Arthur moved the army by the obvious route toward York. He figured if Colgrin had any sense, he had scouts out spying Arthur’s progress, and a whole army would be kind of hard to hide. Gerraint, Arthur, Meryddin and the old men went over the map again and again, looking for some way to limit their exposure, but it seemed impossible until Arthur pointed to the open hill beside the Ure River.
“We can turn aside here in the forest of Bedegraine and come out here on the hilltop. As long as we set our camp within the trees, we might stay hidden a few days anyway.”
“Might. Maybe. Could be,” Meryddin did not actually object.
“Slim chance,” Peredur said.
“But still a chance,” Pelenor sounded optimistic, which surprised the group. “You have men keeping an eye on the Picts and Kai and Loth have joined to chase them from behind. No reason they can’t chase Caw toward the Ure.”
“This will, by necessity, be a different kind of battle,” Gerraint mused out loud. “Lancers are not effective in the woods.”
“A company of stout hunters would certainly help our cause,” Arthur said, with a long look at Gerraint.
“But most of our men are hunters,” Pelenor said. “Have to be these days since it got colder. The growing season has gotten short and the snows of winter have gotten deep.”
“This will be bows and arrows,” Meryddin agreed with a sharp look at Gerraint. It was not the first such look Gerraint got from the man.
“It would be good if we could catch them between us and the river,” Peredur seemed in general agreement. “They will have nowhere to run with their backs to the water, and we will have the high ground.”
Gerraint answered Arthur and avoided Meryddin’s eyes. “I’ll need to think about it.”
Two days later, Gerraint went into the woods, Uwaine, his faithful squire behind him. “Now, don’t be scared,” Gerraint said. “No matter what happens, they won’t hurt you. You have to trust me. You always have to trust me and this is a good time to start. Do you understand?”
Uwaine nodded. “Should I shut my eyes?”
“No, Percival,” Gerraint called him. “You must always keep your eyes open so no enemy can sneak up on you.” He turned to the woods and hollered. “Pinewood!” and a man dressed like a hunter, but with a tunic that showed the lion of Cornwall stepped from the trees.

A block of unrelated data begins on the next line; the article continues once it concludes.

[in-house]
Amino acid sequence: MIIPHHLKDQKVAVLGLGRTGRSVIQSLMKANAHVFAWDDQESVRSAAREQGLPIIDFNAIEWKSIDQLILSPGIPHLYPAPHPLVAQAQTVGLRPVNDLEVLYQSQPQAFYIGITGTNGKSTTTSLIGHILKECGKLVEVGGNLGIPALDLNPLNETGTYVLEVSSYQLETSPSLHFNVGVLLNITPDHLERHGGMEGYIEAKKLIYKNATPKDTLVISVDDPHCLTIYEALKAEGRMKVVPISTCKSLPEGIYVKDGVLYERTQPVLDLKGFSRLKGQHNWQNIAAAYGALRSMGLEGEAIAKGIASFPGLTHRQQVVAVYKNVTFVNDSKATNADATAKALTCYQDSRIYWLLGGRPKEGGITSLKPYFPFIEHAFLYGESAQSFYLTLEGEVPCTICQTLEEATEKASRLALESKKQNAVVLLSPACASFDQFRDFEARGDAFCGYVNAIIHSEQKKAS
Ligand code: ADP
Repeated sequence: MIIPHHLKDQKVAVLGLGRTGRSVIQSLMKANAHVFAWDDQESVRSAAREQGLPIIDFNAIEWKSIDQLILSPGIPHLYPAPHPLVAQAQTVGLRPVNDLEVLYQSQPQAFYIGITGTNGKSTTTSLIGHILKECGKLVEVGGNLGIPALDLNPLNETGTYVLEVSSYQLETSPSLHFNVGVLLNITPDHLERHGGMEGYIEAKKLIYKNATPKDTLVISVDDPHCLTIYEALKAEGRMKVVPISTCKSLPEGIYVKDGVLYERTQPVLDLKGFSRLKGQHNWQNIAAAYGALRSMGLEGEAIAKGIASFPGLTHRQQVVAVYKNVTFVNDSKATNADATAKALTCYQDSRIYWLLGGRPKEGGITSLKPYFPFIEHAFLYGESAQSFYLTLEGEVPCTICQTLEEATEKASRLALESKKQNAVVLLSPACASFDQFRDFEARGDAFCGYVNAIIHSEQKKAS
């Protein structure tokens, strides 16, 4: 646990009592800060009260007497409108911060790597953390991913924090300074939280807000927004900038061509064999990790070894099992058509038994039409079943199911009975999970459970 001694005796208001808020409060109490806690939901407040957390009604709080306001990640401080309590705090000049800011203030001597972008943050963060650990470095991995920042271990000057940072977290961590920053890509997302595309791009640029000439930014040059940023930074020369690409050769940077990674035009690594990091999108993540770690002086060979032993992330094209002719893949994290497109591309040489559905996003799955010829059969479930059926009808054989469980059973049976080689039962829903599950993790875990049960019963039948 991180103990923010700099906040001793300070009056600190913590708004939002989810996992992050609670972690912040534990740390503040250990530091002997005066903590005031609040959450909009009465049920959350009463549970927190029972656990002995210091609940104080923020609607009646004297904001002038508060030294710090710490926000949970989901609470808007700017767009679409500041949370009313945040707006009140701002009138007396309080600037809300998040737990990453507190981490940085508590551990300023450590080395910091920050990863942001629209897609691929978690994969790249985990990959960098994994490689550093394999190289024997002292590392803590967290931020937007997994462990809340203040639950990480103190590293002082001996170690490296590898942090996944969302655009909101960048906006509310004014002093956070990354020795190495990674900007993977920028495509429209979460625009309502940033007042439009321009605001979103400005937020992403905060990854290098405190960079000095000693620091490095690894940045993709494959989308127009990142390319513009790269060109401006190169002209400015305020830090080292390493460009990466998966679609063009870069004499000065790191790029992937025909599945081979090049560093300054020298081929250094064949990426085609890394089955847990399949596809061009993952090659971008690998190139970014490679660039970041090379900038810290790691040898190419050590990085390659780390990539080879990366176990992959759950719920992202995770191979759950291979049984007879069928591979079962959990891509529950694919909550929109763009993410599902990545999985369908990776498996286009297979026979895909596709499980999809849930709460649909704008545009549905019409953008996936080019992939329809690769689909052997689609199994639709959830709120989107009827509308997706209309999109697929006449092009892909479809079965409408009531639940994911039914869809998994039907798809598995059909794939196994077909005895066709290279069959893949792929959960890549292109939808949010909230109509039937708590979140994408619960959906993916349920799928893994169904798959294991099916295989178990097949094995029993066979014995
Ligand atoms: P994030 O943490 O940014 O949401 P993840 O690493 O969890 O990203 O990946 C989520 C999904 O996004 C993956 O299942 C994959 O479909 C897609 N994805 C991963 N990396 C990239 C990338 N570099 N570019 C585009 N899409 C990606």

“My Lord. So you know, I have a rather large company of hunters anxious to help.”
Gerraint shook his head. He would not put them at risk for a transient human event. “Got any dwarfs and dark elves on tap?”
“Right here,” a dwarf with a long black beard that covered his face and chest apart from his bulbous nose and two bright eyes, and dressed in chain armor that fell to the ground, and hefting an oversized ax for his height, stepped out beside Pinewood. Gerraint knew him immediately, though they had never met.
Uwaine shrieked and stepped more behind Gerraint, but kept his eyes wide open. At least Pinewood appeared human.
“My squire, Uwaine,” Gerraint made the quick introduction. “Lord Pinewood and Lord Bogus.”
“Pleased to meet you,” the little ones said, and Uwaine tried to smile for them but his tongue appeared to be tied.
“Now, to business. I know that you and Dumfries’ people have all sorts of enchantments to scare the poor humans and keep them out of certain places, particularly in the woods. What I am asking is for a hedge on either side of the Picts and Scots that will guide their forward motion toward the Ure. In a perfect world, they should end up by the river right below our current position, with Kai and Loth right behind them. Pinewood, I need you to visit Kai and Loth and direct them to the battle point. You can take a few hunters with you as long as they wear the lion of Cornwall. But that means you have to remove all your tricks and traps after the Picts have moved in the correct direction and before Kai and Loth arrive. We don’t want poor Kai scared witless. Now, can you do this?”
“Easy,” Bogus said. “Especially since they are headed in that direction anyway. But where then do you want us in the battle formation. On the south end opposite Kai and Loth so we can close the trap?”
“Nowhere,” Gerraint said. “The lancers and RDF will dismount and take the south end. I do not want you to expose yourselves. You are not allowed any casualties; do you understand?” Pinewood and Bogus nodded, but looked terribly disappointed.
Uwaine tugged on Gerraint’s tunic. He looked down at that face which said, “What if the Picts swim the river?” Gerraint smiled. He thought much the same thing.
“Okay. You can take up positions across the river, and any Picts or Scots smart enough to escape that way, you have my permission to chase them all the way back up to the wall. I would think a couple of ogres, some goblins and maybe a troll should do the trick. Meanwhile, when the battle starts, Bogus, I want your people to set a circle around York. I want no one to get in or out of that place until we get there, so Colgrin has no way of knowing what is happening.”
“You are confident of victory?” Pinewood asked.
Gerraint nodded. “But only because you folk have never been much for following orders.” Bogus and Pinewood both grinned, slightly. “But Bogus, especially if we are victorious as I hope, Colgrin better not find out. That is one order you better pay attention to. Do you hear me?”
“Yes lord.” Bogus and Pinewood bowed, and Bogus vanished back into the woods in only a few steps, while Pinewood got fairy small, much to Uwaine’s delight, and flew off at top speed.
“Son,” Gerraint said, sounding very much like master Pelenor. “This is one thing you are not allowed to talk about. You must never mention dwarfs or fairies or anything of the kind to anyone. Okay?”
“Don’t worry. If I told my mother she would think I lost my mind. But…”
“Can we do that again sometime?”